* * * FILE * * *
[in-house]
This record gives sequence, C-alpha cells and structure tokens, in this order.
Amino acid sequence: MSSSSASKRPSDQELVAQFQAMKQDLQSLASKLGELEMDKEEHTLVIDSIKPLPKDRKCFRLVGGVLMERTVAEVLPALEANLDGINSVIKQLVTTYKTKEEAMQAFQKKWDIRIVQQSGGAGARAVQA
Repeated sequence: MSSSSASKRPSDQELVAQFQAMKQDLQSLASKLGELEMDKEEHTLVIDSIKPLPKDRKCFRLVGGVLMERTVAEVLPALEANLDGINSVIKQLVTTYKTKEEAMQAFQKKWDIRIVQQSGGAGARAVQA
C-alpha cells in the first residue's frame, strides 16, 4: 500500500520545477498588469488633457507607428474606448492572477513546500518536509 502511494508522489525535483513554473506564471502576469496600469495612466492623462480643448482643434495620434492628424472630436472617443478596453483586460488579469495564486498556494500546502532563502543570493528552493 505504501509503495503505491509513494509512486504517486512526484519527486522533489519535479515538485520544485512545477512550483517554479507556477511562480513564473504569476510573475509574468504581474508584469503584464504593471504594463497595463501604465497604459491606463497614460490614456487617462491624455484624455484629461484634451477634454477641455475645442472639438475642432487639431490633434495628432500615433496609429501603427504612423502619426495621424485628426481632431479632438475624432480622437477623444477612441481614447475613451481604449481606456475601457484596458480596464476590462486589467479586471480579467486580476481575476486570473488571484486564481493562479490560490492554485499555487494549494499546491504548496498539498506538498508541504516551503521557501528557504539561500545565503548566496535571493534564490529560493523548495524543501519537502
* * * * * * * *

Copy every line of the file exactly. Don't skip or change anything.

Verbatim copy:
[in-house]
This record gives sequence, C-alpha cells and structure tokens, in this order.
Amino acid sequence: MSSSSASKRPSDQELVAQFQAMKQDLQSLASKLGELEMDKEEHTLVIDSIKPLPKDRKCFRLVGGVLMERTVAEVLPALEANLDGINSVIKQLVTTYKTKEEAMQAFQKKWDIRIVQQSGGAGARAVQA
Repeated sequence: MSSSSASKRPSDQELVAQFQAMKQDLQSLASKLGELEMDKEEHTLVIDSIKPLPKDRKCFRLVGGVLMERTVAEVLPALEANLDGINSVIKQLVTTYKTKEEAMQAFQKKWDIRIVQQSGGAGARAVQA
C-alpha cells in the first residue's frame, strides 16, 4: 500500500520545477498588469488633457507607428474606448492572477513546500518536509 502511494508522489525535483513554473506564471502576469496600469495612466492623462480643448482643434495620434492628424472630436472617443478596453483586460488579469495564486498556494500546502532563502543570493528552493 505504501509503495503505491509513494509512486504517486512526484519527486522533489519535479515538485520544485512545477512550483517554479507556477511562480513564473504569476510573475509574468504581474508584469503584464504593471504594463497595463501604465497604459491606463497614460490614456487617462491624455484624455484629461484634451477634454477641455475645442472639438475642432487639431490633434495628432500615433496609429501603427504612423502619426495621424485628426481632431479632438475624432480622437477623444477612441481614447475613451481604449481606456475601457484596458480596464476590462486589467479586471480579467486580476481575476486570473488571484486564481493562479490560490492554485499555487494549494499546491504548496498539498506538498508541504516551503521557501528557504539561500545565503548566496535571493534564490529560493523548495524543501519537502